• I’m Rick James: Look, I know a lot of people complained about “Old Man” Frank West becoming virtually indistinguishable from Ash Williams of the Evil Dead franchise. And I can see how there is a clear parallel there in setting, situation, and mentality. And you know what? Who the hell cares! More characters should be like Ash Williams, because Ash Williams is awesome. I look forward to a Nintendo game wherein Mario has a chainsaw arm and boomstick.
  • Stupid soldiers: I’m not a big fan of the sheer number of times Frank gets shot. Could we stick to monsters that generally claw, jump, and maybe spit acid? That feels a little more…. normal for a zombie apocalypse.
  • HadoukenDid you know? The original Dead Rising was chastised for employing a font that was optimized for HD resolutions, and was practically unreadable on old, standard definition televisions. This problem indicates that Dead Rising was initially released billions of years ago, possibly before the extinction of the dinosaurs.
  • Would I play again: I might be rough on the general messaging of Dead Rising 4, but that’s just because I hate a society that is somehow based on “buy all our playsets and toys”. Once you get past that, this is a pretty fun game, and I would gladly stomp around Willamette again (with the aid of a flamethrower car). I have always enjoyed “free mode” in Dead Rising, so I’m not exactly upset I don’t have to micromanage Frank’s life to have a good time. I’ll be back in time for Christmas!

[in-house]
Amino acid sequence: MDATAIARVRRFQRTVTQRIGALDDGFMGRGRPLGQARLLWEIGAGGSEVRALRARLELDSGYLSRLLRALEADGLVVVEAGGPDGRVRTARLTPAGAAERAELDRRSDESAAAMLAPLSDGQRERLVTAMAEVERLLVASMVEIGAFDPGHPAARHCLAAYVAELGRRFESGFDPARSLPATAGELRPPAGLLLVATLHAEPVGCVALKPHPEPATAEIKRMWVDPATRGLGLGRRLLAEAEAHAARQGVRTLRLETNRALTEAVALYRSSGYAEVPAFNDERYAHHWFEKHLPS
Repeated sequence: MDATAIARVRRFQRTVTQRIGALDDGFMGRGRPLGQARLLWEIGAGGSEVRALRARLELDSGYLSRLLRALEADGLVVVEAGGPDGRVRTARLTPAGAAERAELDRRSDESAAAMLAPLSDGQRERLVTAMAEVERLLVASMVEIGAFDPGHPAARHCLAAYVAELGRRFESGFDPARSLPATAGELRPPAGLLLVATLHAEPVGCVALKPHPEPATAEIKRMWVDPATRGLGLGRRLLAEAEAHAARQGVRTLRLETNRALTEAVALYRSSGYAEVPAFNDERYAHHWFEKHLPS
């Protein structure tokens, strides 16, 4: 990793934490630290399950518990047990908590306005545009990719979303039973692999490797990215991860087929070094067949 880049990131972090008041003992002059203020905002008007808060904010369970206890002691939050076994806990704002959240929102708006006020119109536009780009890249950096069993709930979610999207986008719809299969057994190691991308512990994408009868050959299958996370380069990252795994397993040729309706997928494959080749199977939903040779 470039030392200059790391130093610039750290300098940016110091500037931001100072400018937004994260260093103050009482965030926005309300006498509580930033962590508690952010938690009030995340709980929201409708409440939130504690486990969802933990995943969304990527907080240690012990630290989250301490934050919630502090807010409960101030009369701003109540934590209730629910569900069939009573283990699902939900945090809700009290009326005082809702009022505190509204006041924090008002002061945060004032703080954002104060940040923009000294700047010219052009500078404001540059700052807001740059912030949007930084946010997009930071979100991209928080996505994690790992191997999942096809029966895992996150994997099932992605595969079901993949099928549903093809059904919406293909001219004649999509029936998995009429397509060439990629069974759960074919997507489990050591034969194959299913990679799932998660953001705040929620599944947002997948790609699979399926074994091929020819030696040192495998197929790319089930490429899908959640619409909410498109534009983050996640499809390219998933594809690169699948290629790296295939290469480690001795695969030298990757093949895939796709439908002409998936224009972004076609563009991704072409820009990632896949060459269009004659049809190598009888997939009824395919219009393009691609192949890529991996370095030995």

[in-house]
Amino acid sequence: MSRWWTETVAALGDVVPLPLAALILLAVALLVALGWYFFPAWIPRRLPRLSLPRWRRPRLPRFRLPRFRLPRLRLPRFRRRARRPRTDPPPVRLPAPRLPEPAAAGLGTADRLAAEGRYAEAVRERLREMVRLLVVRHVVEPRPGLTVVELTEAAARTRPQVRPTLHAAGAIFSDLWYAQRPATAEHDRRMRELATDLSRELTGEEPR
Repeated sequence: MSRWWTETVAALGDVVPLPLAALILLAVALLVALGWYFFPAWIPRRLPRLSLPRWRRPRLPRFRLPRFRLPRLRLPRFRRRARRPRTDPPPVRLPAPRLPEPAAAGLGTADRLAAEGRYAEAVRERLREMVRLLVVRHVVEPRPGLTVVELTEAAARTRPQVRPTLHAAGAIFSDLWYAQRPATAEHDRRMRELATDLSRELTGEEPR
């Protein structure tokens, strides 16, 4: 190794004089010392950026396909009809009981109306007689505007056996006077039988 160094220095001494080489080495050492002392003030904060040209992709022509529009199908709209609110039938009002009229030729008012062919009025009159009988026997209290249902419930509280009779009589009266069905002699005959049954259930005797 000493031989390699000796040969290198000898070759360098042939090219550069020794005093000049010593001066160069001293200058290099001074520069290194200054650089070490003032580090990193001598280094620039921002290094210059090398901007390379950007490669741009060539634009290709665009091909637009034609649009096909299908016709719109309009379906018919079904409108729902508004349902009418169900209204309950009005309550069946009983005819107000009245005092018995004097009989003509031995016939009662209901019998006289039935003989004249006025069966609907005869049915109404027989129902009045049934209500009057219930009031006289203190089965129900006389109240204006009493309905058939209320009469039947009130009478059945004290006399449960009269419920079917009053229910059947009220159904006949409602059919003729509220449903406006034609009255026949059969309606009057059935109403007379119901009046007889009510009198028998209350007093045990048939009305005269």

What’s next? Speaking of Christmas, we’re going to have a look at another Christmas adventure… uh… kinda. Check back on Christmas Day for some holiday hijinks! Please look forward to it!

Go Captain

FGC #528 Adventure

Let's go on an adventure!Adventure was released in 1980, and many claim it was the origin of what is considered to be gaming today. Without Adventure, we wouldn’t have a template for games that feature inventory juggling, dragon-slaying, or the entire Legend of Zelda franchise. But, while even major motion pictures pay tribute to the influence Adventure had on gaming and pop culture at large, no one ever asks what happened to the venerable cast of Adventure. As the VH-1 frequently asked when I had cable: Where are they now? Let’s look into it!

The Bat

Flap flapAdventure’s most hated foe was no dragon or daunting maze, it was the aggravating bat. Just when you thought you had acquired that valuable key or chalice, the bat would come swooping in, pinch it right from your paws, and leave for parts unknown. Would you ever reclaim your lost item? Only that winged terror knows for sure.

Where is it now?

Bats have had a long, illustrious career in videogames. Did you know that bats are responsible for 90% of all deaths in the territory of Wallachia? Or that Batman finds a new and exciting excuse to utilize actual bats in nearly every game he ever visits? But these fun facts don’t get to the heart of the real question: what happened to Adventure’s kleptomaniac bat? Thievery is a very particular skill for a winged mammal, so where did that individual bat wind up? Well, if you think about it for a minute, you’ll realize the answer is obvious:

THE BAT

Aero the Acro-Bat is the most well-known thief-bat in gaming. He stole all of our hearts in 1993, and then retired a happy, prosperous bat after a reappearance on the Gameboy Advance. A true success story for the ages, and everybody knows there are no other thief-bats in gaming. None. Now be quiet, and stop eying that chaos emerald.

The Sword

Stabbin'The hero of Adventure is no swordsman (and possibly not even a man), but they don’t need to be. Sometimes a sword is all you need, and waddling over to a dragon and giving ‘em a good poke is all that’s obligatory to clear the threats out of this dungeon. The sword makes it all happen, and, while you can’t wield the sword while carrying literally anything else (you’d think a key could fit in your pocket), it is the one-size-fits-all murder weapon of choice for any and all adventurers.